Tags

Type your tag names separated by a space and hit enter

Altered ghrelin and peptide YY responses to meals in bulimia nervosa.
Clin Endocrinol (Oxf) 2005; 62(1):74-8CE

Abstract

OBJECTIVE

In recent years great advances have been made in our understanding of the peripheral signals produced within the gastrointestinal tract that regulate appetite, such as ghrelin and peptide YY (PYY). While ghrelin elicites hunger signals, PYY elicites satiety. Therefore, alterations in hormone physiology may play a role in the pathogenesis of bulimia nervosa (BN). In this study, we investigated the postprandial profile of ghrelin and PYY levels in patients with BN.

DESIGN AND PATIENTS

Postprandial plasma ghrelin and PYY levels and insulin and glucose responses were measured in 10 patients with BN and 12 control patients in response to a standard 400 kcal meal.

RESULTS

Basal ghrelin levels present in BN subjects (265.0 +/- 25.5 pmol/l) were significantly higher than those in healthy controls (199.3 +/- 18.4 pmol/l, P < 0.05), while basal PYY levels were equivalent in BN (14.6 +/- 1.3 pmol/l) and control (12.8 +/- 1.1 pmol/l, P = 0.30) subjects. Postprandial ghrelin suppression (decremental ghrelin area under the curve) was significantly attenuated in BN patients, compared to controls (-96.3 +/- 26.8 pmol/l x 3 h vs. -178.2 +/- 25.7 pmol/l x 3 h, P < 0.05). After a meal, the incremental PYY area under the curve in BN patients was significantly blunted from that observed in controls (9.2 +/- 2.6 pmol/l x 3 h vs. 26.8 +/- 3.2 pmol/l x 3 h, P < 0.01). Glucose and insulin responses to meals were similar between the two groups.

CONCLUSIONS

BN patients exhibit elevated ghrelin levels before meals with reduced ghrelin suppression after eating. In bulimia nervosa subjects, the rise in PYY levels after meals is also blunted. A gut-hypothalamic pathway involving peripheral signals, such as ghrelin and PYY, may be involved in the pathophysiology of BN.

Authors+Show Affiliations

Division of Behavioural Medicine, Department of Social Science and Behavioural Medicine, Course for Health Science, Kagoshima University Graduate School of Medicine and Dental Science, Kagoshima, Japan. skojima@m3.kufm.kagoshima-u.ac.jpNo affiliation info availableNo affiliation info availableNo affiliation info availableNo affiliation info availableNo affiliation info availableNo affiliation info availableNo affiliation info availableNo affiliation info availableNo affiliation info availableNo affiliation info available

Pub Type(s)

Journal Article
Research Support, Non-U.S. Gov't

Language

eng

PubMed ID

15638873

Citation

Kojima, Shinya, et al. "Altered Ghrelin and Peptide YY Responses to Meals in Bulimia Nervosa." Clinical Endocrinology, vol. 62, no. 1, 2005, pp. 74-8.
Kojima S, Nakahara T, Nagai N, et al. Altered ghrelin and peptide YY responses to meals in bulimia nervosa. Clin Endocrinol (Oxf). 2005;62(1):74-8.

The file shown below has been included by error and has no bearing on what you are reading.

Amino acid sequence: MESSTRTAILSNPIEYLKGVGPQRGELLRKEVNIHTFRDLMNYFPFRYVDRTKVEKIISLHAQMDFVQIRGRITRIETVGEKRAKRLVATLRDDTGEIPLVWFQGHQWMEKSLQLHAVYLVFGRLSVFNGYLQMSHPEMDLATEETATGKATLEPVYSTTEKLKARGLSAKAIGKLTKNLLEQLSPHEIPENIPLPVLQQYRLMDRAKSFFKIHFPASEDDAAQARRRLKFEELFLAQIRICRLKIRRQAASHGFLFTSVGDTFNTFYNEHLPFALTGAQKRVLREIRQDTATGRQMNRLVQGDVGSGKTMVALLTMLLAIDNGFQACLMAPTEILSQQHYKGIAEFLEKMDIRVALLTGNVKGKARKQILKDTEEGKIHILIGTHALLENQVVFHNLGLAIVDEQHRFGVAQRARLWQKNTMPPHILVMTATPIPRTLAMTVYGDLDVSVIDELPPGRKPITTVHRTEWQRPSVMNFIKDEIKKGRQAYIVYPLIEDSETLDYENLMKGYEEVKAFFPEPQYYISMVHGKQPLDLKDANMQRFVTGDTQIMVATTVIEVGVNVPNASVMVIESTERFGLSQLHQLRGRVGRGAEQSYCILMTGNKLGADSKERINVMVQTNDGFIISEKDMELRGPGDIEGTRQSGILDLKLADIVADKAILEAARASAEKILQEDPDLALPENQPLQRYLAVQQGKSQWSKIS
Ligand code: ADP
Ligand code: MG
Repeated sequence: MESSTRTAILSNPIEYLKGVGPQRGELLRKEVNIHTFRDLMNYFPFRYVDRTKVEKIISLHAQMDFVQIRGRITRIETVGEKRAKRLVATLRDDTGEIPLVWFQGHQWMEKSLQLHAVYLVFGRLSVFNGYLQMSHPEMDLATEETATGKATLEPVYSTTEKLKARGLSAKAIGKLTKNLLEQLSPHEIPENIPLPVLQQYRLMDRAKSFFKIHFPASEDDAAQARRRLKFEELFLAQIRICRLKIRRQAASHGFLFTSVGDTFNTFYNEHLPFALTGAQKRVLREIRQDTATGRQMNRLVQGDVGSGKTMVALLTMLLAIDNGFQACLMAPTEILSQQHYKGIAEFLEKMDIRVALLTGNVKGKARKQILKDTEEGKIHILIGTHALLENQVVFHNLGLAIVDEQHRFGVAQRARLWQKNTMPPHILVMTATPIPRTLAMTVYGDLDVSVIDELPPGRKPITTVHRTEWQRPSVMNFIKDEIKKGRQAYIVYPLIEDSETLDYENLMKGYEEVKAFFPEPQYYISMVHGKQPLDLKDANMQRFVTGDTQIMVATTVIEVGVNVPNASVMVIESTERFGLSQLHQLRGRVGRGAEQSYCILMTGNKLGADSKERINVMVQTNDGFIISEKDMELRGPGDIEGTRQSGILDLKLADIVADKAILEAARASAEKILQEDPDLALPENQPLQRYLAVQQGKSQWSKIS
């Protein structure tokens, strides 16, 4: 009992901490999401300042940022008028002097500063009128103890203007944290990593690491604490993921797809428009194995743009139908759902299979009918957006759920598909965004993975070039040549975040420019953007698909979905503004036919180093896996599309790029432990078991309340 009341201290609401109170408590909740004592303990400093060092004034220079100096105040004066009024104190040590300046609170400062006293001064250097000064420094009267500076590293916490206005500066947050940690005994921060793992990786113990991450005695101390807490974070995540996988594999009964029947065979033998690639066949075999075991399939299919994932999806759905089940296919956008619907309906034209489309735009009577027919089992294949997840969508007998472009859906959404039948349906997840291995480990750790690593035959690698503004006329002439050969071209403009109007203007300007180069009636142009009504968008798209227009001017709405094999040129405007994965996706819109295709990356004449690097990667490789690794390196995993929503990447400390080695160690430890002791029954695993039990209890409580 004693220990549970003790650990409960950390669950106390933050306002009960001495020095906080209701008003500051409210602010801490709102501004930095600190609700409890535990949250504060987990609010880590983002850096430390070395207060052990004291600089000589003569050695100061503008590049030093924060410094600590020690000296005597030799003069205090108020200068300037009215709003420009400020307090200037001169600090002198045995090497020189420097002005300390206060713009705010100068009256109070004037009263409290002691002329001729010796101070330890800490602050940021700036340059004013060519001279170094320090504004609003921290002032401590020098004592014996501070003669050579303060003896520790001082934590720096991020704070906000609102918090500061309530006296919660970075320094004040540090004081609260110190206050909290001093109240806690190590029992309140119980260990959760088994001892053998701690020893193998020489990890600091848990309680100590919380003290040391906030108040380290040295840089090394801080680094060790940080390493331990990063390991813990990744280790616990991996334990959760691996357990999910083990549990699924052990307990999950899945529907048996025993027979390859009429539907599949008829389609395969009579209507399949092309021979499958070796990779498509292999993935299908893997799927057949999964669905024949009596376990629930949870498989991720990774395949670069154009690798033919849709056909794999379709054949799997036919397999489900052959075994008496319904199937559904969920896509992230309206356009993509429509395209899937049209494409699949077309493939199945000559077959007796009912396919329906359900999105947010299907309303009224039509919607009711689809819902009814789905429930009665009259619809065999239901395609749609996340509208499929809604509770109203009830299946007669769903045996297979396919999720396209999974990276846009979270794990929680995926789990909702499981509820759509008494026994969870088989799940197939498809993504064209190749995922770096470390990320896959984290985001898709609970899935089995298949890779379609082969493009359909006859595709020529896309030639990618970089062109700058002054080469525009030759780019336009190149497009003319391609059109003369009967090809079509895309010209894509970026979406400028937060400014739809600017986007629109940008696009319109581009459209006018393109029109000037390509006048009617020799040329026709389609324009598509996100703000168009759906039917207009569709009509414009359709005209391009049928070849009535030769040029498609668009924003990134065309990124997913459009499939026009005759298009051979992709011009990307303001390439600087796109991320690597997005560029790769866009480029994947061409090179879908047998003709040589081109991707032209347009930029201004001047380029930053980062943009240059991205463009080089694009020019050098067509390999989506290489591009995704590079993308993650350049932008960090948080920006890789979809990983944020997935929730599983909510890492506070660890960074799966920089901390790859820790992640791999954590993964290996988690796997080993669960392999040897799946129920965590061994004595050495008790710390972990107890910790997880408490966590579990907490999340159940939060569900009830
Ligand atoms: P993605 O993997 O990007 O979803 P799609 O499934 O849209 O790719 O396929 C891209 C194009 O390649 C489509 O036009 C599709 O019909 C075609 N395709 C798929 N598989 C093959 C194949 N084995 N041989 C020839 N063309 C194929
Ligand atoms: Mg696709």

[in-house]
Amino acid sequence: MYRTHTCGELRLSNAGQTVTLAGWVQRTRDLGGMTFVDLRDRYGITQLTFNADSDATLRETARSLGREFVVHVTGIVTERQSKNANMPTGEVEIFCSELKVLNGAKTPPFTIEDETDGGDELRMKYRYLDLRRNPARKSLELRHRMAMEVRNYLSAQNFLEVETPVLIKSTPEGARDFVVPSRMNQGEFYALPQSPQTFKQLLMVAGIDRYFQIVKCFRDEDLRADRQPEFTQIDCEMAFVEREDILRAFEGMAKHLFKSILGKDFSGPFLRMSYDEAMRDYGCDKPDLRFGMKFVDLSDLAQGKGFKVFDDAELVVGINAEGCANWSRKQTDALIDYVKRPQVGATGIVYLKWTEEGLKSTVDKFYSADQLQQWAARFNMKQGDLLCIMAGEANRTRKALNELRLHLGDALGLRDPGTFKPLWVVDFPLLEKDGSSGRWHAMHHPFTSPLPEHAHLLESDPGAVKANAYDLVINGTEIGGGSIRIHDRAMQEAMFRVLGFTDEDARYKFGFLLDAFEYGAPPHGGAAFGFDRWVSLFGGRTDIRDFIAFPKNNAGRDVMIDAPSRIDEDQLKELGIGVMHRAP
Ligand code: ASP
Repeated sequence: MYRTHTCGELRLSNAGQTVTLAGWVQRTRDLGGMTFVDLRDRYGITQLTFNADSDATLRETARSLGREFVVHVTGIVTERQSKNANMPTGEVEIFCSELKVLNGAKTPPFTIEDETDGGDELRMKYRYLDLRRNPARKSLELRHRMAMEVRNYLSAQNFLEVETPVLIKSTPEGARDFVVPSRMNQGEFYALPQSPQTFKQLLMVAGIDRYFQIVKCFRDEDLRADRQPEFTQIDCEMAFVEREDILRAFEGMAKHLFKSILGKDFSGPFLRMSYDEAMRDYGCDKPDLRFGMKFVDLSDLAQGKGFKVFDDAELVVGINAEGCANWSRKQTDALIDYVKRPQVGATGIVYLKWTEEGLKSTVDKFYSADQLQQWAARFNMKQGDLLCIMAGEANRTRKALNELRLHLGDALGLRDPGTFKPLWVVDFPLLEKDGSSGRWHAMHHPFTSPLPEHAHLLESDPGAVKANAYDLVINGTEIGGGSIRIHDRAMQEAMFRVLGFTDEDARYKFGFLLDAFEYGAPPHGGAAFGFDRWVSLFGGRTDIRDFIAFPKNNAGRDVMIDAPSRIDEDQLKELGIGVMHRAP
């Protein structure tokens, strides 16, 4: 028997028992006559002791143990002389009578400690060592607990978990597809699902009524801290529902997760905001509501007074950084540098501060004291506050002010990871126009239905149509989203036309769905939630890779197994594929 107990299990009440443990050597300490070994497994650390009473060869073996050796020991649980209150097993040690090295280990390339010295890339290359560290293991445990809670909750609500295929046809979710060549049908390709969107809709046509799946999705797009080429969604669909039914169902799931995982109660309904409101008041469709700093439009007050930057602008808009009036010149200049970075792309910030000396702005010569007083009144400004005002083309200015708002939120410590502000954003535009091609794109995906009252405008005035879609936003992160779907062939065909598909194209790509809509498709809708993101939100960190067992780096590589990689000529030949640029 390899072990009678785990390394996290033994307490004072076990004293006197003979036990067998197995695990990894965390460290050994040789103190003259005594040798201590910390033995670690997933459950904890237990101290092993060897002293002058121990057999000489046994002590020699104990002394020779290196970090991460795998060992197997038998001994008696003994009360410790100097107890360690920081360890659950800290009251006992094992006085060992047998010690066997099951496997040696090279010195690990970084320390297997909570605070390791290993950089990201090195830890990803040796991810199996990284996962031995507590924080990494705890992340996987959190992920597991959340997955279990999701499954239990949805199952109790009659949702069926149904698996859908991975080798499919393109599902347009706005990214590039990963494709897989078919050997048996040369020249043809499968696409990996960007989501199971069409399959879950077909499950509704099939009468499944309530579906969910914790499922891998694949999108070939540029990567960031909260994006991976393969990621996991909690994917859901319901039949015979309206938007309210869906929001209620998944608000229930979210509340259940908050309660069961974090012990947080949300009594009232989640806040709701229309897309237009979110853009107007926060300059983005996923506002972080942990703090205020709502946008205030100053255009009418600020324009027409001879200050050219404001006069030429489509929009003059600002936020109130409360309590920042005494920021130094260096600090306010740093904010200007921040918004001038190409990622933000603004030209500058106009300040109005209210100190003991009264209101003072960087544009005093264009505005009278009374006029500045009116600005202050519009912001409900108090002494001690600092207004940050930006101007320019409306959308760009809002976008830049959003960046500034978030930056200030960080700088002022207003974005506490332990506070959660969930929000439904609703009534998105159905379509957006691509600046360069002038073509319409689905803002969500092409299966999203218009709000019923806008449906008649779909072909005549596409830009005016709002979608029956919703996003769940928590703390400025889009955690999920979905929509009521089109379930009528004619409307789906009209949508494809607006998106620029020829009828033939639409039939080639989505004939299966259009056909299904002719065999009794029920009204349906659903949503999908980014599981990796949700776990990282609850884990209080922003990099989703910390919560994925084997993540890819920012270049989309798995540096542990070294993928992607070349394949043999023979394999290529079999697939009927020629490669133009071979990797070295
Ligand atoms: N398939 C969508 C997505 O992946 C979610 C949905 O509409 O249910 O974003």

Kojima, S., Nakahara, T., Nagai, N., Muranaga, T., Tanaka, M., Yasuhara, D., ... Naruo, T. (2005). Altered ghrelin and peptide YY responses to meals in bulimia nervosa. Clinical Endocrinology, 62(1), pp. 74-8.
Kojima S, et al. Altered Ghrelin and Peptide YY Responses to Meals in Bulimia Nervosa. Clin Endocrinol (Oxf). 2005;62(1):74-8. PubMed PMID: 15638873.
* Article titles in AMA citation format should be in sentence-case
TY - JOUR T1 - Altered ghrelin and peptide YY responses to meals in bulimia nervosa. AU - Kojima,Shinya, AU - Nakahara,Toshihiro, AU - Nagai,Nobuatsu, AU - Muranaga,Tetsuro, AU - Tanaka,Muneki, AU - Yasuhara,Daisuke, AU - Masuda,Akinori, AU - Date,Yukari, AU - Ueno,Hiroaki, AU - Nakazato,Masamitsu, AU - Naruo,Tetsuro, PY - 2005/1/11/pubmed PY - 2005/4/12/medline PY - 2005/1/11/entrez SP - 74 EP - 8 JF - Clinical endocrinology JO - Clin. Endocrinol. (Oxf) VL - 62 IS - 1 N2 - OBJECTIVE: In recent years great advances have been made in our understanding of the peripheral signals produced within the gastrointestinal tract that regulate appetite, such as ghrelin and peptide YY (PYY). While ghrelin elicites hunger signals, PYY elicites satiety. Therefore, alterations in hormone physiology may play a role in the pathogenesis of bulimia nervosa (BN). In this study, we investigated the postprandial profile of ghrelin and PYY levels in patients with BN. DESIGN AND PATIENTS: Postprandial plasma ghrelin and PYY levels and insulin and glucose responses were measured in 10 patients with BN and 12 control patients in response to a standard 400 kcal meal. RESULTS: Basal ghrelin levels present in BN subjects (265.0 +/- 25.5 pmol/l) were significantly higher than those in healthy controls (199.3 +/- 18.4 pmol/l, P < 0.05), while basal PYY levels were equivalent in BN (14.6 +/- 1.3 pmol/l) and control (12.8 +/- 1.1 pmol/l, P = 0.30) subjects. Postprandial ghrelin suppression (decremental ghrelin area under the curve) was significantly attenuated in BN patients, compared to controls (-96.3 +/- 26.8 pmol/l x 3 h vs. -178.2 +/- 25.7 pmol/l x 3 h, P < 0.05). After a meal, the incremental PYY area under the curve in BN patients was significantly blunted from that observed in controls (9.2 +/- 2.6 pmol/l x 3 h vs. 26.8 +/- 3.2 pmol/l x 3 h, P < 0.01). Glucose and insulin responses to meals were similar between the two groups. CONCLUSIONS: BN patients exhibit elevated ghrelin levels before meals with reduced ghrelin suppression after eating. In bulimia nervosa subjects, the rise in PYY levels after meals is also blunted. A gut-hypothalamic pathway involving peripheral signals, such as ghrelin and PYY, may be involved in the pathophysiology of BN. SN - 0300-0664 UR - https://www.unboundmedicine.com/medline/citation/15638873/Altered_ghrelin_and_peptide_YY_responses_to_meals_in_bulimia_nervosa_ L2 - https://doi.org/10.1111/j.1365-2265.2004.02176.x DB - PRIME DP - Unbound Medicine ER -